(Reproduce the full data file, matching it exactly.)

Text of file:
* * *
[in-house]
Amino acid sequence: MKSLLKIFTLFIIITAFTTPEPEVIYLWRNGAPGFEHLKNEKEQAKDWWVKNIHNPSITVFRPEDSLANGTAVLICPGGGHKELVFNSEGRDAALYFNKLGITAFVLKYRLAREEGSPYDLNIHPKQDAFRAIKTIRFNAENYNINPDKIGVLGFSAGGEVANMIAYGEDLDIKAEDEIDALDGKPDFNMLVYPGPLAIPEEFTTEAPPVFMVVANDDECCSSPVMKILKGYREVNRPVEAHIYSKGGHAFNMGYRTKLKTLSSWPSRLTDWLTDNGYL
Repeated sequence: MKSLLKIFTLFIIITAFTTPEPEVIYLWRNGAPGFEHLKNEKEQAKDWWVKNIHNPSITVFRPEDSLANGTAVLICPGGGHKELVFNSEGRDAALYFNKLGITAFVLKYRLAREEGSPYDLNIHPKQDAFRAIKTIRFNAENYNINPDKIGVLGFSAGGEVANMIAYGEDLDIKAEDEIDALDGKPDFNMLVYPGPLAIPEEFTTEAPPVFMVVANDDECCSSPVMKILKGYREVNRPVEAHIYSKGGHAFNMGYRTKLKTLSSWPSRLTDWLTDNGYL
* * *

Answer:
[in-house]
Amino acid sequence: MKSLLKIFTLFIIITAFTTPEPEVIYLWRNGAPGFEHLKNEKEQAKDWWVKNIHNPSITVFRPEDSLANGTAVLICPGGGHKELVFNSEGRDAALYFNKLGITAFVLKYRLAREEGSPYDLNIHPKQDAFRAIKTIRFNAENYNINPDKIGVLGFSAGGEVANMIAYGEDLDIKAEDEIDALDGKPDFNMLVYPGPLAIPEEFTTEAPPVFMVVANDDECCSSPVMKILKGYREVNRPVEAHIYSKGGHAFNMGYRTKLKTLSSWPSRLTDWLTDNGYL
Repeated sequence: MKSLLKIFTLFIIITAFTTPEPEVIYLWRNGAPGFEHLKNEKEQAKDWWVKNIHNPSITVFRPEDSLANGTAVLICPGGGHKELVFNSEGRDAALYFNKLGITAFVLKYRLAREEGSPYDLNIHPKQDAFRAIKTIRFNAENYNINPDKIGVLGFSAGGEVANMIAYGEDLDIKAEDEIDALDGKPDFNMLVYPGPLAIPEEFTTEAPPVFMVVANDDECCSSPVMKILKGYREVNRPVEAHIYSKGGHAFNMGYRTKLKTLSSWPSRLTDWLTDNGYL